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Could D-backs swing big this offseason, target Cubs 3B Kris Bryant?

Chicago Cubs' Kris Bryant, left, scores a run ahead of a tag by Arizona Diamondbacks pitcher Zack Godley, right, during the first inning of a baseball game, Sunday, Aug 13, 2017, in Phoenix. The Cubs' Bryant scored on a wild pitch by the Diamondbacks' Godley. (AP Photo/Ross D. Franklin)

Could the Arizona Diamondbacks capitalize on the Chicago Cubs trading a former MVP?

As speculation grows on Kris Bryant’s potential departure, CBS Sports baseball writer Matt Snyder ranked the third baseman’s best landing spots if he gets traded this offseason. He listed Arizona as the sixth most likely new home.

The D-backs have money to work with going forward.

They unloaded pitcher Zack Greinke’s bloated contract in July, and expensive deals for Yasmany Tomas and Mike Leake end after the 2020 season.

CBS’ Mike Axisa broke down the D-backs money situation:

Look at their 2020 commitments:

That adds up to $97.65 million for 14 roster players, assuming Tomas spends 2020 in Triple-A again. Assume 12 pre-arbitration players to fill out the roster and the D-Backs are looking at roughly $105 million for their 26-man active roster next year. Injuries happen, of course, so it’ll really be more like $110 million with call-ups and whatnot.

That is roughly $13 million less money on the books for 2020 than at the start of 2019 and the D-backs could shed even more if they non-tender a couple of eligible players like Jake Lamb and/or Steven Souza Jr.

Bryant will make $18.5 million in 2020 before entering his final year of arbitration, and Snyder expects the former MVP to earn around $25 million in 2021.

A trade would set up a lineup with Ketel Marte, Eduardo Escobar and Bryant hitting at the top, which is nightmarish for opposing pitchers.

Bryant hit 31 home runs last year and had an OPS of .903. In five major league seasons, he has never had an OPS+ under 121 (league average is 100).

Defensively, it gets a bit tricky, but all three players have experience in multiple positions. Manager Torey Lovullo would just have to see who fits best where in spring training.

(AP Photo/Paul Beaty)

Why would the Cubs do this?

Mostly to shake things up.

In the three years since breaking the curse and winning the World Series in 2016, Chicago has been eliminated in the NLCS, lost in the NL Wild Card Game and then missed the postseason.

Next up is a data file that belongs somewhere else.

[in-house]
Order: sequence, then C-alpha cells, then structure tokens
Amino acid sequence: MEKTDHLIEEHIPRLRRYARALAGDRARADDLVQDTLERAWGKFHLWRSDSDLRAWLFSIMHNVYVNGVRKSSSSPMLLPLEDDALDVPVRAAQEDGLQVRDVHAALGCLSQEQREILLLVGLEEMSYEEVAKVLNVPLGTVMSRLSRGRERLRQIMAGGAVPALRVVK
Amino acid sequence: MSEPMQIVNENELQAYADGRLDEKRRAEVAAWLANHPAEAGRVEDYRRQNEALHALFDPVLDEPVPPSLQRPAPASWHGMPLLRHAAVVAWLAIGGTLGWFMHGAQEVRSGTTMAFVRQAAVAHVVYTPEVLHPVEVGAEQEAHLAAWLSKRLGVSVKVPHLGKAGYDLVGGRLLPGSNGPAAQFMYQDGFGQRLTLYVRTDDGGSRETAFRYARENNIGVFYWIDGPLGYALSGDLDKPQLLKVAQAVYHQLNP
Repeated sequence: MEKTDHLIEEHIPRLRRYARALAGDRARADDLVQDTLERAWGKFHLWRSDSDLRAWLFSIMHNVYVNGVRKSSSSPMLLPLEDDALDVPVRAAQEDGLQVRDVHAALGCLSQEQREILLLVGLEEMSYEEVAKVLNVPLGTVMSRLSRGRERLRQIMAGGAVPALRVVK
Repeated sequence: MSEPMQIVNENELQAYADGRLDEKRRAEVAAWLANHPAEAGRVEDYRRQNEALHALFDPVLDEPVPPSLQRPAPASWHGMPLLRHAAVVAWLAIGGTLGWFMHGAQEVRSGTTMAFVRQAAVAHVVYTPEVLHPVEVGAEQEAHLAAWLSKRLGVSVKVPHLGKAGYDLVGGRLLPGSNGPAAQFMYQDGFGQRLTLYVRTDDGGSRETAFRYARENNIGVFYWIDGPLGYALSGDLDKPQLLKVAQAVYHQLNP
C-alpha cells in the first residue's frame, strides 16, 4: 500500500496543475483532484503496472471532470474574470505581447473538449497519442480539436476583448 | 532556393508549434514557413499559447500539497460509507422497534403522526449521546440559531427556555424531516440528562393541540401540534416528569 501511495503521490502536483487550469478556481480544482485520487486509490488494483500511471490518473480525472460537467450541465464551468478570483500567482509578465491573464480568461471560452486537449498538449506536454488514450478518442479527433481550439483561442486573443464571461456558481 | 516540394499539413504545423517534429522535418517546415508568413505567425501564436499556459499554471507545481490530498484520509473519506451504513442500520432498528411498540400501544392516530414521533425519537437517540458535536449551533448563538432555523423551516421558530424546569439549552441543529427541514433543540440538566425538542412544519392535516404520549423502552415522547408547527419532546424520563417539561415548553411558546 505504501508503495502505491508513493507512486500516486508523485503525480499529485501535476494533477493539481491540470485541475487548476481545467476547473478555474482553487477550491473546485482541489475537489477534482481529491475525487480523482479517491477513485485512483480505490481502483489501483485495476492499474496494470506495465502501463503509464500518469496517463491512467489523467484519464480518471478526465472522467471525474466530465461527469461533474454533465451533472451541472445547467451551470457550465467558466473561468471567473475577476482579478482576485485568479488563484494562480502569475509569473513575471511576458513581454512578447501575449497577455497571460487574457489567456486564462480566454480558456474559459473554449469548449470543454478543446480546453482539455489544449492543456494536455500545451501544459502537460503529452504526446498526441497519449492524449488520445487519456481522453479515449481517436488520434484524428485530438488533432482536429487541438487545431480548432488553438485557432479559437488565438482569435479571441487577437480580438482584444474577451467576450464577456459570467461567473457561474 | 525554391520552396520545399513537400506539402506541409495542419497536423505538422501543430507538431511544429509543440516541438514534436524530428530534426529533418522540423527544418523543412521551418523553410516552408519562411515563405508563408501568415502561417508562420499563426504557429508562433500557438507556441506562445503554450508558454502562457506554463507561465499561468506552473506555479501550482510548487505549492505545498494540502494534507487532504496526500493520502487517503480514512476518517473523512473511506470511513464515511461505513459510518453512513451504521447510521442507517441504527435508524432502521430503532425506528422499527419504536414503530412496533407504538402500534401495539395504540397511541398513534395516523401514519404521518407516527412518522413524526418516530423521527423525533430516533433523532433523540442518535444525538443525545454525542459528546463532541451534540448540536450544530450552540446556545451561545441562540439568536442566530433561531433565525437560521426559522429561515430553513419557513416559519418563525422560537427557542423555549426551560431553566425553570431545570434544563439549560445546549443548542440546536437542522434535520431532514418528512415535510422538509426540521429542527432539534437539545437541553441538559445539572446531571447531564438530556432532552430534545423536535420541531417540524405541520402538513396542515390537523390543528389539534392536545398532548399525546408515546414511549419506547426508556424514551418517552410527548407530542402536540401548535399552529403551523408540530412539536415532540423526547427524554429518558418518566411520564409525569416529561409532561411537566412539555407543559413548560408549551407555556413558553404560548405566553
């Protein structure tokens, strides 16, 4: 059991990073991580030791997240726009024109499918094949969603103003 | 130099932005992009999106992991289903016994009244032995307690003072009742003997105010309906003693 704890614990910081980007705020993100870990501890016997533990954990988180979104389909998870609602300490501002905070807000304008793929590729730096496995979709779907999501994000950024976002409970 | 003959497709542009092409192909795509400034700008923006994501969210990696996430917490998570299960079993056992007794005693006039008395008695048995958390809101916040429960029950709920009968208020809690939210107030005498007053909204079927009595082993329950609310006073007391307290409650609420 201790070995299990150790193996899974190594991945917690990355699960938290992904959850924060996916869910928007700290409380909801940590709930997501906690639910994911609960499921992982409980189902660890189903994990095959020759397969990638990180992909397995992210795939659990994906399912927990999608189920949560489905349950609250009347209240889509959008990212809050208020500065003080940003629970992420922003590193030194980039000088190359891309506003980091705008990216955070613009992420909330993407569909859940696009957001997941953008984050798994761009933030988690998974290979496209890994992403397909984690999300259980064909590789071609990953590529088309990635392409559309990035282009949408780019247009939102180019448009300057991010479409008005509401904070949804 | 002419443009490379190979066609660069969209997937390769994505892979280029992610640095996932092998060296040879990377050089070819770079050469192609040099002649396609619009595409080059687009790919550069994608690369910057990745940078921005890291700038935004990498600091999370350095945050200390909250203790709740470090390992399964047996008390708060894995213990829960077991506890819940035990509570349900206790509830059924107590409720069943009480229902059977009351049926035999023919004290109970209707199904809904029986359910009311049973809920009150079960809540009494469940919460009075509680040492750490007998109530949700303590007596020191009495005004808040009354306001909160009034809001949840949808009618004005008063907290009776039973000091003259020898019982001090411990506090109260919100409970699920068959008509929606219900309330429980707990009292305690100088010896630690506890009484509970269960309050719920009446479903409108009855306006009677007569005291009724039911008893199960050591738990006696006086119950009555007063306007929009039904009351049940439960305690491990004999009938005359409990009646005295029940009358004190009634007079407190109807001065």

The Cubs already made a change at manager by replacing Joe Maddon with one of his former players, David Ross. Roster shake-ups could follow.

Bryant has two years of team control left, which is enticing. However, he did file a grievance against the Cubs for manipulating his service time, which would complicate things if he wins. It could lower his value because he would be eligible for free agency before 2021 if he wins, but most Cubs reporters don’t believe this will be the case.

The D-backs have a talented pool of prospects to make a trade for Bryant, especially after dealing Greinke to Houston.

If the Cubs want to retool like Arizona did last season, then the D-backs could throw in some veterans like David Peralta or Robbie Ray, but it seems more likely that Chicago would rather take the top prospects and go after top-tier free agents.

It would be very difficult for the Cubs to add another player of Bryant’s caliber this offseason. But according to the Chicago Sun-Times, contract extension talks have not occurred recently.

That does not mean they won’t happen, but for now, it appears that all options are open.

That then begs the question of whether the timing is right for Arizona.

(Photo by Sarah Sachs/Arizona Diamondbacks/Getty Images)

General manager Mike Hazen swung very team-friendly deals to ink his top two hitters, Marte and Escobar, to long-term contracts. He could see this as a time to strike. The D-backs have an abundance of young arms and could create one of the deepest lineups in the league with the right deal.

But Arizona is already winning after trading multiple franchise icons for young talent. If that is how Hazen plans on continuing to grow, then trading a haul of prospects to Chicago could be out of the question.

Snyder stressed that a Cubs-Bryant divorce seems unlikely but presented good reasons to think that Arizona could be in the mix if it happens.

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